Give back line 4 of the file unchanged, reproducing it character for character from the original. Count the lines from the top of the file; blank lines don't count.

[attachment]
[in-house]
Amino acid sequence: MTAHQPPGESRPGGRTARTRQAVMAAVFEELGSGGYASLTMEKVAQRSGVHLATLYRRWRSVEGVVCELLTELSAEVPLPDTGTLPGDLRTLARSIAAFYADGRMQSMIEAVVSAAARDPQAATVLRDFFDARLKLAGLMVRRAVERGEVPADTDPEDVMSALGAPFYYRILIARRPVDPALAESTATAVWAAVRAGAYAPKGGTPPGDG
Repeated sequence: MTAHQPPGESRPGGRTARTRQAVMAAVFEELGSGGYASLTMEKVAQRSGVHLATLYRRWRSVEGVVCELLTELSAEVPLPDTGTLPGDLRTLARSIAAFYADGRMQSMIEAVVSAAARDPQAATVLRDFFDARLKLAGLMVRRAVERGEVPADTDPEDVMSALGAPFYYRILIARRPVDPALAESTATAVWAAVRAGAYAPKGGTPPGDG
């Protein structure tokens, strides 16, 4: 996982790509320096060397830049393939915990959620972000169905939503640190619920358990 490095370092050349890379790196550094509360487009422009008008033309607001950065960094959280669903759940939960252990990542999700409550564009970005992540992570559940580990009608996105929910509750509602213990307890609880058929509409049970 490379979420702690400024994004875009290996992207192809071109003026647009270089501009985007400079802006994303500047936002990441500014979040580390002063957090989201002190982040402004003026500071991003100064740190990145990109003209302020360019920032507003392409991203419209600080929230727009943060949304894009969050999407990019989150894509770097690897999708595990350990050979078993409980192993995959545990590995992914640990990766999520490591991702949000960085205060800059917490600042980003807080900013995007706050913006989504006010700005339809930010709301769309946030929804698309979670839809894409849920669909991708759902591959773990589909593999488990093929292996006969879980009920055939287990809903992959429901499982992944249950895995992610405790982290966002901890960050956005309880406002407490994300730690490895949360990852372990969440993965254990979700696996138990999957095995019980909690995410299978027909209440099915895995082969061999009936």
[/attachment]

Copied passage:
């Protein structure tokens, strides 16, 4: 996982790509320096060397830049393939915990959620972000169905939503640190619920358990 490095370092050349890379790196550094509360487009422009008008033309607001950065960094959280669903759940939960252990990542999700409550564009970005992540992570559940580990009608996105929910509750509602213990307890609880058929509409049970 490379979420702690400024994004875009290996992207192809071109003026647009270089501009985007400079802006994303500047936002990441500014979040580390002063957090989201002190982040402004003026500071991003100064740190990145990109003209302020360019920032507003392409991203419209600080929230727009943060949304894009969050999407990019989150894509770097690897999708595990350990050979078993409980192993995959545990590995992914640990990766999520490591991702949000960085205060800059917490600042980003807080900013995007706050913006989504006010700005339809930010709301769309946030929804698309979670839809894409849920669909991708759902591959773990589909593999488990093929292996006969879980009920055939287990809903992959429901499982992944249950895995992610405790982290966002901890960050956005309880406002407490994300730690490895949360990852372990969440993965254990979700696996138990999957095995019980909690995410299978027909209440099915895995082969061999009936």